"The hackneyed cliché that you only get twenty seconds (if that) to impress is true, and more than one demo has gone straight into the round filing cabinet in the corner after less than ten seconds. Being as raw and rough as they are, you’d think that Cambridge’s The Furious Sleep would have gone the same way, except there’s something here that nags. Maybe it’s the Syd Barrett-esque flights of acoustic fancy, maybe it’s the lilting melodies, reminiscent of Ooberman had they grown up in Sixties’ Hackney. In truth, I don’t now what it is. Nor can I explain the effect of what sounds more like a good rehearsal tape; I just know that something here works, and I definitely want to hear more".
Logo Magazine.
"This is a three track effort of diverse emo punk pulling together quite a wide range of variation. The slower moments remind me of the The Velvet Underground with the faster parts hinting towards Fugazi. This c.d. works well and maybe doesn't fall easily into the punk rock genre when you hear it. With so many up and coming bands out there today, this lot are certainly heading towards a new area of sound that nobody has yet discovered".
Rob Stone,
Positive Creed Fanzine.
17a Charnley Ave, St Thomas, Exeter, Devon, EX4 1RD (50p + A5 SAE)
"Intact Skylines: This 3 song EP shows what the The Furious Sleep are about: in your face rock and roll with overthrows of punk and noise rock. At times sounding strained and wired (which is a good thing). This contains amp buzz! Yes it goes to 11! With many excellent riffs that Jimmy Page would be proud of and intelligent lyrics too, this EP is a really great introduction to TFS. If you take Led Zeppelin, and add a little more punk, add a little more lo-fi rock/garage and remove Robert Plant, but add a little more Crazy Horse, you might be somewhere near TFS!".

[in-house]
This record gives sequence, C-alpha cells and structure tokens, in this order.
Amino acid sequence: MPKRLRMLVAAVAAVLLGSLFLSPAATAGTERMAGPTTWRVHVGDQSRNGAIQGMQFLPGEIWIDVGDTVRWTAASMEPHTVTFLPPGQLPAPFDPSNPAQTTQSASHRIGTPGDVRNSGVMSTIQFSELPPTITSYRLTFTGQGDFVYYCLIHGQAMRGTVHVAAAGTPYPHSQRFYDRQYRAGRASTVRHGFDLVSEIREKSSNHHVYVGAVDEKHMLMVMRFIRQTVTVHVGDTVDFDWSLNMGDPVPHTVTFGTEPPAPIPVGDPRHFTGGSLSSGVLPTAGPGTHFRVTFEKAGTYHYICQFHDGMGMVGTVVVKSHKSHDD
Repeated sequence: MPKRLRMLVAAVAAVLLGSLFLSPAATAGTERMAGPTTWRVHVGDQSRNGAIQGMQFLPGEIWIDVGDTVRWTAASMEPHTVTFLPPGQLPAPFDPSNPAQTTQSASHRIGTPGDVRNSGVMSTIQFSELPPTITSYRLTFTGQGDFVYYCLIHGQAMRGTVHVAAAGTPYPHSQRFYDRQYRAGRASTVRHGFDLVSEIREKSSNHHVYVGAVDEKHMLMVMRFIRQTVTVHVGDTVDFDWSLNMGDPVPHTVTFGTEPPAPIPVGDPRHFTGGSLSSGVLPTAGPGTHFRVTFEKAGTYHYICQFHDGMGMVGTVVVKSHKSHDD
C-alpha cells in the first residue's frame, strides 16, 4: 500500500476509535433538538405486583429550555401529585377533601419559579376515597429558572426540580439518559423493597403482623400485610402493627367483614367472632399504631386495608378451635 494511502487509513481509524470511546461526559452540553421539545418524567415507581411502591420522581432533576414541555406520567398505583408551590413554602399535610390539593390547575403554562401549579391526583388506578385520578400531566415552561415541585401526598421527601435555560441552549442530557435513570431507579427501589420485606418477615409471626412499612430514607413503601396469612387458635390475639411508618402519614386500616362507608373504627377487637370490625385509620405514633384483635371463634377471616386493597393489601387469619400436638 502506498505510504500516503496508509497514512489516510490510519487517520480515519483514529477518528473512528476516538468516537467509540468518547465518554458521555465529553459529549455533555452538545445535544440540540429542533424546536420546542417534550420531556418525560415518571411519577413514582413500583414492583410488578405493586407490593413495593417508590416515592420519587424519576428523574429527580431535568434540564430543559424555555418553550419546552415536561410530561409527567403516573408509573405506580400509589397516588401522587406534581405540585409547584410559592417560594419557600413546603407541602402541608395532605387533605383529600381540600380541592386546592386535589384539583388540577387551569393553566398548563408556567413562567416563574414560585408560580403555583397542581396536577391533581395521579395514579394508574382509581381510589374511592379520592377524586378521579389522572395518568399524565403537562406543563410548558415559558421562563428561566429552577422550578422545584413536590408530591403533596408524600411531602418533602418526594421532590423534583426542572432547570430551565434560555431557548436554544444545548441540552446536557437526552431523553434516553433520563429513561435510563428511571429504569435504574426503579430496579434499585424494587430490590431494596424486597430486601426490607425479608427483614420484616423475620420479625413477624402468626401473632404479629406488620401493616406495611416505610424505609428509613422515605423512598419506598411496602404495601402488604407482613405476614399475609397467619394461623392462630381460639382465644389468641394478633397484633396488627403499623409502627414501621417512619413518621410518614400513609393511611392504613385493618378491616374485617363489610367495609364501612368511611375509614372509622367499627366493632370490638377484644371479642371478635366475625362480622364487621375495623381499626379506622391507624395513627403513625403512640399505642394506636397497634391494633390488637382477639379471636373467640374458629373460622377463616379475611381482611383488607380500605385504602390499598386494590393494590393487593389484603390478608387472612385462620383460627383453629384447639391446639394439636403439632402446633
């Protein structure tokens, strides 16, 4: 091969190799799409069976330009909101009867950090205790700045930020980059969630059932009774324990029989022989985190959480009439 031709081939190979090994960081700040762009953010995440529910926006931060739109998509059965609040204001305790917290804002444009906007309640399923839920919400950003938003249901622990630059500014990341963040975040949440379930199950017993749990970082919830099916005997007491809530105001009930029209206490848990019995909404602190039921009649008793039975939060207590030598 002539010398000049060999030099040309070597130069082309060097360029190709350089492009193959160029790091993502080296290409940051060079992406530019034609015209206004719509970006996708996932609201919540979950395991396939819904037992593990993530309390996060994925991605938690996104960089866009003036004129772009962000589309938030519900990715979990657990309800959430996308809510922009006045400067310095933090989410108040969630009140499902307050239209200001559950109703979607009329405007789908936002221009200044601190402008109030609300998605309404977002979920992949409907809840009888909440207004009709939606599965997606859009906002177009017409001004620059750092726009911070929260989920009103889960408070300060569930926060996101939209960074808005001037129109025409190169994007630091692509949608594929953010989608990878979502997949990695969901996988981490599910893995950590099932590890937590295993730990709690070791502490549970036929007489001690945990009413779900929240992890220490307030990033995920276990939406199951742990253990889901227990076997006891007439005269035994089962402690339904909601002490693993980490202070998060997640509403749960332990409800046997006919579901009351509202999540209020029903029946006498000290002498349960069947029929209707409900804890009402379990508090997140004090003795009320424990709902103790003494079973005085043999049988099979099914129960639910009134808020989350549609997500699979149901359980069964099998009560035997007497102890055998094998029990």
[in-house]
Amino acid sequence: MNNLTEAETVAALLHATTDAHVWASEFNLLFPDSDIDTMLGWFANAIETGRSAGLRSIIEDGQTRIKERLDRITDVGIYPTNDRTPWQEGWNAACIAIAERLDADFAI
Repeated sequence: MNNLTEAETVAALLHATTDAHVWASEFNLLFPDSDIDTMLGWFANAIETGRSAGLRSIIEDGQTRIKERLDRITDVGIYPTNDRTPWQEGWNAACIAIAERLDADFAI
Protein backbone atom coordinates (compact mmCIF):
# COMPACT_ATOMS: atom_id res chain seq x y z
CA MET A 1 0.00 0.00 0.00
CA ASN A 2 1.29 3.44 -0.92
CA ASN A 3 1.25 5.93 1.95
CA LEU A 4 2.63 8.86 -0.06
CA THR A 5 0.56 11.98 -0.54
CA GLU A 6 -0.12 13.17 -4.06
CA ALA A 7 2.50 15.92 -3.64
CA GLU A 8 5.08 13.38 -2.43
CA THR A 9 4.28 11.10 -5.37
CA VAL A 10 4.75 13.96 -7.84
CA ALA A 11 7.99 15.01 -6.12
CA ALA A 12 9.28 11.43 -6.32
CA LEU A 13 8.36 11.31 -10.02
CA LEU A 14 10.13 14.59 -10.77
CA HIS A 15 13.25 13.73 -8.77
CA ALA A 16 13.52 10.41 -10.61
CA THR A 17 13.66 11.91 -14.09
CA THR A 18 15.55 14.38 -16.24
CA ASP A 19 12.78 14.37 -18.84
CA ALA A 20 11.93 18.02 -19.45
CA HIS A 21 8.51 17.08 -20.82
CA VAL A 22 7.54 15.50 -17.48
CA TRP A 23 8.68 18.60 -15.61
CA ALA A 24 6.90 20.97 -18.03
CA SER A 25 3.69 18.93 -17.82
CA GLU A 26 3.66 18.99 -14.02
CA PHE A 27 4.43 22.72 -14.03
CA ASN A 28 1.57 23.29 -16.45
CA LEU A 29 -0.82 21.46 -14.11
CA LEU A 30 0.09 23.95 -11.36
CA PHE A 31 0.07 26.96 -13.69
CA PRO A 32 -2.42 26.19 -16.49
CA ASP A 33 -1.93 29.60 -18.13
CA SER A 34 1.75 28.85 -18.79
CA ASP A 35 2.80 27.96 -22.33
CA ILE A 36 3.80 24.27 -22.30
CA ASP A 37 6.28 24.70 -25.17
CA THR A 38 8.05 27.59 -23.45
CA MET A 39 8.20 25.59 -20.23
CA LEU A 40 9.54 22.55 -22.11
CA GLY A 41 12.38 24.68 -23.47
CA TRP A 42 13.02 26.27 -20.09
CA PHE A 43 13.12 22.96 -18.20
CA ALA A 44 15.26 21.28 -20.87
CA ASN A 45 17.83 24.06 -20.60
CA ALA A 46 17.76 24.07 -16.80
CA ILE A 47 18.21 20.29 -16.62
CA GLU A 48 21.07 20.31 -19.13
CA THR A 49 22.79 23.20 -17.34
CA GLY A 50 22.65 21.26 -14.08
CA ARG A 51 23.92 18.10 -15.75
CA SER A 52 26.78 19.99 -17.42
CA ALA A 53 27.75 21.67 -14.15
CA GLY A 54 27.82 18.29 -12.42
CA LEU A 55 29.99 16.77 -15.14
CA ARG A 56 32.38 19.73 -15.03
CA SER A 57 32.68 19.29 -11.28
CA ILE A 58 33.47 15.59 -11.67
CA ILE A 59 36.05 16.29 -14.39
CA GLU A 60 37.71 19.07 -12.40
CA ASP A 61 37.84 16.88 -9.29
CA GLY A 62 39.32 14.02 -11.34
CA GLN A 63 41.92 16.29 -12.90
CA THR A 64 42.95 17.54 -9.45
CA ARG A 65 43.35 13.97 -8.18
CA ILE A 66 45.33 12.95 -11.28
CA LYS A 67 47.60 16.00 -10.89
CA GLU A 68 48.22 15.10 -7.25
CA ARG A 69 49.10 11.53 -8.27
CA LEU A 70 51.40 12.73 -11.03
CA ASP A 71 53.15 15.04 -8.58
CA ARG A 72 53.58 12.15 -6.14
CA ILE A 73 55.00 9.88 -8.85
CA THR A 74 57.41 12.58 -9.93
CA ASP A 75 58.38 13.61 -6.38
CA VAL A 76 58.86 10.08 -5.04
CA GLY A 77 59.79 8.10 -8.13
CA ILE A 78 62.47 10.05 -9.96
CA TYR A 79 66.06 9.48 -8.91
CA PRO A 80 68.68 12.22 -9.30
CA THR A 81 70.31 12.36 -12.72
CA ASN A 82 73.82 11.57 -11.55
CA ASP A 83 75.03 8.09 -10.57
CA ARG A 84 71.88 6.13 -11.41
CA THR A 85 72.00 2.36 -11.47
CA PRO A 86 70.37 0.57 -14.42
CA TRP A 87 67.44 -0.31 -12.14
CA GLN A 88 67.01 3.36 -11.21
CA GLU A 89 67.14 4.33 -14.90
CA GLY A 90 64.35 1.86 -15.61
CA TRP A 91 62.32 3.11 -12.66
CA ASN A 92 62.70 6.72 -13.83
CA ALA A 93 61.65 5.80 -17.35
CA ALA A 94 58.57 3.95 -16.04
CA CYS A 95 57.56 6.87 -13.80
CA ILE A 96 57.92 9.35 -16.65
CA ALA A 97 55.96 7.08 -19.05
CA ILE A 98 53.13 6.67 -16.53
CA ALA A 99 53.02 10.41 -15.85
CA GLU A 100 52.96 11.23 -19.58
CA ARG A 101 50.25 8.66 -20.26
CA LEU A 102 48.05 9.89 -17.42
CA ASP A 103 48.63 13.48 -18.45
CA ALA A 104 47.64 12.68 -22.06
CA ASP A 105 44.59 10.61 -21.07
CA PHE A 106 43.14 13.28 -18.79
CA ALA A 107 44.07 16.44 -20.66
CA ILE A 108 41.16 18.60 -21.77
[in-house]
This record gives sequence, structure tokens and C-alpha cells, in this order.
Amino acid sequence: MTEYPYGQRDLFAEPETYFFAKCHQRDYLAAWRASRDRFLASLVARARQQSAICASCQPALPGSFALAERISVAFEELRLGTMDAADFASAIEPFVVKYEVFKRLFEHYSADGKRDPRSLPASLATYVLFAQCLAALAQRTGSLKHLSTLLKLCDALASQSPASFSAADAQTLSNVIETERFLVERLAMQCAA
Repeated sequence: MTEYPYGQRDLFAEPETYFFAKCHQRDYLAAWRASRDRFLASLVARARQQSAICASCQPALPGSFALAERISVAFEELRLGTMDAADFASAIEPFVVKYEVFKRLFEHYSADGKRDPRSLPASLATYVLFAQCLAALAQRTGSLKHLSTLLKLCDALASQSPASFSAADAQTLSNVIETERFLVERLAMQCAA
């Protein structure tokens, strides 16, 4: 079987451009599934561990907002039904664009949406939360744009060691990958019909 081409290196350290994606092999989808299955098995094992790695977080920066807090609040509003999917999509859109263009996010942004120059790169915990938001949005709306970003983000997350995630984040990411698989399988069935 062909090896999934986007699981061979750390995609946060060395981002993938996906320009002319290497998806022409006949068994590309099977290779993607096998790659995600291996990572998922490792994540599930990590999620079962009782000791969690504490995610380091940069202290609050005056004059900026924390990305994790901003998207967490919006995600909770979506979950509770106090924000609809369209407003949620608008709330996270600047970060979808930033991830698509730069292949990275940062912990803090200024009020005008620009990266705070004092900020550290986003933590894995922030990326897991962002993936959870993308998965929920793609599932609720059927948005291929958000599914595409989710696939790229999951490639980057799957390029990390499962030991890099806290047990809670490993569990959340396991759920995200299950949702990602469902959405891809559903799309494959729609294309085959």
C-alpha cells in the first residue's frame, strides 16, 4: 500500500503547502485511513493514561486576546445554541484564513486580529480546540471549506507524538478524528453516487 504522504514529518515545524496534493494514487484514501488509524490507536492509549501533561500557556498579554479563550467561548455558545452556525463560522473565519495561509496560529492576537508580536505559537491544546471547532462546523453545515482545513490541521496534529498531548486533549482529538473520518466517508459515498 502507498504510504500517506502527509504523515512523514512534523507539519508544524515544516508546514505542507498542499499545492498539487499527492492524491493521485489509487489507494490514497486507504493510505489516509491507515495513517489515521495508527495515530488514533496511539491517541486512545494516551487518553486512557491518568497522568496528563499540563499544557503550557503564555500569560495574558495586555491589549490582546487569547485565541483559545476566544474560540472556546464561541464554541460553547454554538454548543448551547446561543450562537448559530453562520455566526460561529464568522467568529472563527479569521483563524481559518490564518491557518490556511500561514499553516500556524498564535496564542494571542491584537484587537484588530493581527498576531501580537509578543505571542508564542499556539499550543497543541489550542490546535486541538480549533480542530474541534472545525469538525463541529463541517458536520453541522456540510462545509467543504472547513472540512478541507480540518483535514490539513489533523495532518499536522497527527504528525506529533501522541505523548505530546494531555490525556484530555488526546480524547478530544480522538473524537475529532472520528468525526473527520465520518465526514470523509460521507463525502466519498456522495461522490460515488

"Serbian Spring: A very rough sounding live sound, reminiscent of many garage recordings from the late 1960s. This is The Furious Sleep at their most raw. Loud guitars and pounding drums bringing a heavy sound not displayed on the previous EP 'Intact Skylines'. If you dig Velvet Underground, MC5 and The Stooges, I am sure you will fine something within this that you will connect with".
Simon Loynes,
Harvest Time.
"Terrible title. Terrible first track. Terribly sorry, fellas.. But then Silence The Poet kicks off. It's a yearning surge of melodic post (yes!) rock (yes!) with a real song threaded deep into its weft. Direct, purposeful, meaningful and over in under 4 minutes. The Furious Sleep can come again."
Jimmy Possession,
Robots and Electronic Brains.
"Very competent left field guitar based noise pop from Cambridge. I particularly liked the guitar playing, which is expressive without being at all wanky. The Furious Sleep are very attention grabbing live. I want more urgency, and more extreme extremes."
Repeat Fanzine.
"Led Zep goes millennial indie", is the best description I can come up with for this Cambridge based band. There is a definite 70's rock thing going on with the guitar and, as expected, both of these EP's showcase some good riffs and memorable lyrics (particularly EP2's "Silence The Poet"). Nothing here is especially catchy, but you find the songs grow on you with each listen. These were the band's first two releases and from the overall standard of the tracks on them, it's not a bad start at all.
Ten Second Warning Fanzine